The best repair tip I can provide as a professional is to “know your vehicle” you are working on. Most technicians get lost diagnosing a vehicle because they don’t know the vehicle they are working on, or they are just “too lazy” to research it. As a person that use to work on the Toyota Technical Assistance 800 hot-line (TAS), Most technical bulletins are written for part consolidation in production, or for a known failure or defect. Frequently, these bulletins and field fixes don’t actually apply to your vehicles problem…
So what’s the best and quickest to fix your technical concern:
Verify the Complaint! This doesn’t mean to just listen and say, “yep, there’s definitely a noise,” but drive, listen, turn, back-up, all gear positions, speed variations, turn things on and off, and note all the results.
Get to know the vehicle and related systems that possibly pertain to your problem. Most repair manuals, and especially OEM repair manuals, have a section of “General System Overview” or a similar stated topic. Some manufacturers have “New Car Features” books that usually have excellent, detailed and hard to find information of systems overviews and operation. The 30 minutes or 1 hour you spend with these manuals will save you hours of diagnostics and troubleshooting…
Apply your test drive notes for general diagnosis based on what you’ve learned about the system operation and overview. Determine the best and quickest approach to get you to the right area for diagnosis. Plan your diagnosis by the major system operation group and identify or eliminate that group for your diagnosis.
Diagnose the major groups of operation that may relate to your problem. Example: If the engine misses at idle, but not at full throttle, you can eliminate the fuel supply system – no further diagnosis needed in this system group.
Once identifying the major system that fails the general diagnosis, then go back to the manual or NCF (New Car Features), and study in detail that failing system to determine the specific test(s) needed to diagnose and verify the problem.
Perform specific test(s) to verify your diagnosis. You don’t always have to write down your results, but if you have a short memory like I do, write them down. At this point, you have typically identified the failure. If you are not sure, refer back to the manual to verify your results – the reason to write down your test results. Note: Many time the test result may be “out of value” but not necessarily a failed component. Errors in repair manuals, or value changes in production may occur after the printing of repair manual specifications. If this is the case, get a second opinion on your results. Also, this would be a good point to check TSBs (Technical Service Bulletins) and Recalls to see if any bulletins apply to your problem. This is actually the only point as to when you should check bulletins.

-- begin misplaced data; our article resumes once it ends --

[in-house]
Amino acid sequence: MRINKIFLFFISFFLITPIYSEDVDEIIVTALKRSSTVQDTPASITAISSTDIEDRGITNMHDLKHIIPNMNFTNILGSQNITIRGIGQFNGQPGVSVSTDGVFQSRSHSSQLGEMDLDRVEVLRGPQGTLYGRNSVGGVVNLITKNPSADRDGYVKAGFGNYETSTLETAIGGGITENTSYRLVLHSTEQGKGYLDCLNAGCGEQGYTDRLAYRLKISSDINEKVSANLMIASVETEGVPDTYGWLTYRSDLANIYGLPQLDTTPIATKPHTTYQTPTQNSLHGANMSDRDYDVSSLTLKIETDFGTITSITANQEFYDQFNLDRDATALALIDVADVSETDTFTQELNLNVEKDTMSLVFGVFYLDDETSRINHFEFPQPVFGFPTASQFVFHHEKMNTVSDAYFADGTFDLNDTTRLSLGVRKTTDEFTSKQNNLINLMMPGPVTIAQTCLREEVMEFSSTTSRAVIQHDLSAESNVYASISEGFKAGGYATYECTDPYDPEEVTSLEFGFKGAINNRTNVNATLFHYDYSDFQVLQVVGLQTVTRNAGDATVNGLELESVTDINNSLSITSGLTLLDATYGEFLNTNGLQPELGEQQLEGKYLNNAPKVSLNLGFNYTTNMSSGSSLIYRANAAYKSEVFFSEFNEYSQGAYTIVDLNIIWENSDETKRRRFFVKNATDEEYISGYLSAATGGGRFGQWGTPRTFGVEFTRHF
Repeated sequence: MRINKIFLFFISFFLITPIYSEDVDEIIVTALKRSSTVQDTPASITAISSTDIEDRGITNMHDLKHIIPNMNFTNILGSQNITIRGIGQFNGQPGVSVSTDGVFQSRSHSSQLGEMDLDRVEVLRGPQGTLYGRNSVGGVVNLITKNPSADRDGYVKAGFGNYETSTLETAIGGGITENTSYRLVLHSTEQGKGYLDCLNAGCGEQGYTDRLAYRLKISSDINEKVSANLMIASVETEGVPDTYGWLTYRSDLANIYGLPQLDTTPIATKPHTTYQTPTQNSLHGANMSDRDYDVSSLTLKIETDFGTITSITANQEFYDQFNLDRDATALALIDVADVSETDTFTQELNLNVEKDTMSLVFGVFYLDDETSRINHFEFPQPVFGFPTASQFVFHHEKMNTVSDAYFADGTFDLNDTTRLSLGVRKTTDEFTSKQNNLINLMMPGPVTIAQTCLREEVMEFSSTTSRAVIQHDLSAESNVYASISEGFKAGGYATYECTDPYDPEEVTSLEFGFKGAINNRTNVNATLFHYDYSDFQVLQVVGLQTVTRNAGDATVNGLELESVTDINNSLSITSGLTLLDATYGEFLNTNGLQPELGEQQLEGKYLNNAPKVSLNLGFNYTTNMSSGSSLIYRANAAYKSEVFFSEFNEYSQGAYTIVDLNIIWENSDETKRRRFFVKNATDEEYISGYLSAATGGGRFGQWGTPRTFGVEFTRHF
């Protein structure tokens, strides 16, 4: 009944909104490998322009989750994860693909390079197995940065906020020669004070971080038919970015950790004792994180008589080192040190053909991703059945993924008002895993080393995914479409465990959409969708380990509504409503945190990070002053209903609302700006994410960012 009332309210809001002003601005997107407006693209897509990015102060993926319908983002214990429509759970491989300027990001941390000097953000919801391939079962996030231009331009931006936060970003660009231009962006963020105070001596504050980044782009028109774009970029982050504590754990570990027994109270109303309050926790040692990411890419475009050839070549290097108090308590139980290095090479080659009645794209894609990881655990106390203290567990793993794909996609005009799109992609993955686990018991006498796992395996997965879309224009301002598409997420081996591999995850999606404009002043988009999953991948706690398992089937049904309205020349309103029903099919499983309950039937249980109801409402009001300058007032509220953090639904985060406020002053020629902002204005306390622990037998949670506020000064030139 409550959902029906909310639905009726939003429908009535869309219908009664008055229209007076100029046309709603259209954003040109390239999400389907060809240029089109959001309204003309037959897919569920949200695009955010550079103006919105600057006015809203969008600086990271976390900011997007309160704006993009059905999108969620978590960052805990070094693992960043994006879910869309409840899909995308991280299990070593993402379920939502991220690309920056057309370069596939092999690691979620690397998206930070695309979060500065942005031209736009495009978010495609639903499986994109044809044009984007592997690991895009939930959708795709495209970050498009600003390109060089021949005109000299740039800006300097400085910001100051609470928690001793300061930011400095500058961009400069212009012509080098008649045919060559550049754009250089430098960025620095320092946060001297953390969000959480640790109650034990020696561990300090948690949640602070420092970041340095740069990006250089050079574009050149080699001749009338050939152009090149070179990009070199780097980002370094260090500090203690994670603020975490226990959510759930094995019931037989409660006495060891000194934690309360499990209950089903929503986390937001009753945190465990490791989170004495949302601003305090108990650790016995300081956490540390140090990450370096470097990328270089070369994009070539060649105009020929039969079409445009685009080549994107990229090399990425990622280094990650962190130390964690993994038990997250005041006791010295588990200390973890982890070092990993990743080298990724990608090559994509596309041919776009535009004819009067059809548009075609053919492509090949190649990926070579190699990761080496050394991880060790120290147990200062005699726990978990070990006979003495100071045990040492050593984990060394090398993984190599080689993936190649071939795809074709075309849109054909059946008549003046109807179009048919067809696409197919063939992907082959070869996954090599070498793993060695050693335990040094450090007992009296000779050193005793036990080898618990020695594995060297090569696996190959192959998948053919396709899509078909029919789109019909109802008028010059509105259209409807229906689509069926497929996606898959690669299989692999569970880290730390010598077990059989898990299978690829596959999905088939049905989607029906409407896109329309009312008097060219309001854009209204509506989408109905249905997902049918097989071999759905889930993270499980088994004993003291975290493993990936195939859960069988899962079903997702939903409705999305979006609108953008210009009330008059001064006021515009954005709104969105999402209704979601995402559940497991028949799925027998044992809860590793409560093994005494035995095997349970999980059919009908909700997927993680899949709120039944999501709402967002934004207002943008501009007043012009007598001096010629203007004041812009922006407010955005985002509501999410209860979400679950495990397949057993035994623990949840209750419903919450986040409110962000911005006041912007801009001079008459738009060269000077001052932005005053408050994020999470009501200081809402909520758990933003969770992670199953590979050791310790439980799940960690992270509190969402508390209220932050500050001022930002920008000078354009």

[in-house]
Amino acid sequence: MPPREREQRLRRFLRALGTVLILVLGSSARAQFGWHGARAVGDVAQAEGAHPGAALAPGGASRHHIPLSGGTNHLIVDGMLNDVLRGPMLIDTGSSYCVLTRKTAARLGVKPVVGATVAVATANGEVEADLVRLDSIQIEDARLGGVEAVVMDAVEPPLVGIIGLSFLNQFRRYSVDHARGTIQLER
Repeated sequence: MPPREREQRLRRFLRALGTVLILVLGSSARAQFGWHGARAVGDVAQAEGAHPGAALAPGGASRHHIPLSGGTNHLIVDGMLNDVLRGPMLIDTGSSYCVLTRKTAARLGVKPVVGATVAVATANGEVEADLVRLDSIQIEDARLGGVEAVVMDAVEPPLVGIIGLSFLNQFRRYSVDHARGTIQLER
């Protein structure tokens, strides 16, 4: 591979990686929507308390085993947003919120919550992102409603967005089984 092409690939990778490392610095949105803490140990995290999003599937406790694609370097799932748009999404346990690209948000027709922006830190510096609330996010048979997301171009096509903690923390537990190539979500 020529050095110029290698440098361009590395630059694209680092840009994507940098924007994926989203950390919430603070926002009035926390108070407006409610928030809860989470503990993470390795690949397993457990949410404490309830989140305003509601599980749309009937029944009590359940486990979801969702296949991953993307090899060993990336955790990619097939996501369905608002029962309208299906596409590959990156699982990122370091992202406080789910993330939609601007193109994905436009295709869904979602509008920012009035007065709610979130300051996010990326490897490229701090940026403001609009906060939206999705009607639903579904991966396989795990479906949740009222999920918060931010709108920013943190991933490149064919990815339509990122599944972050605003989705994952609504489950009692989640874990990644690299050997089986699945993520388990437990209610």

Repair the failure…
This process sounds long, but actually it’s not! After you go through the above process a couple of times, it only takes 20 to 30 minutes. No diagnosis should take over 30 minutes. However, verifying the diagnosis through testing, may exceed this time frame if major components have to be removed in order to properly test. When doing your diagnosis, you don’t want to remove the dash assembly just to check a wire connection or splice. There are other places and tests to verify the failure of an area without take out the dash assembly. I know that may seem extreme, but I have personally seen technicians do this and showed them a test to verify without dash removal – and I can remember at least once where the problem wasn’t even in the dash area…
Now that you have read through this long post, and that I hopefully got my point across, now I’ll provide you with some nice links for repair tip sites and resources. If you don’t find what you are looking for, feel free to email me at firstname.lastname@example.org and I’ll be happy to further assist you.
Repair Tip Sites:
Expert Village – Some Really Good Car Repair Videos.
Autozone’s Repair Site – excellent repair and diagnostics descriptions and examples Free (model information are limited).
Dictionary of Automotive Terms – Great Resource!
NHTSA – (National Highway Traffic Safety Administration) Note: Recalls are public notice and are Free to view from this site. TSBs (Technical Service Bulletins) are also public information, but are subject to filing and copy fees from the manufacturer.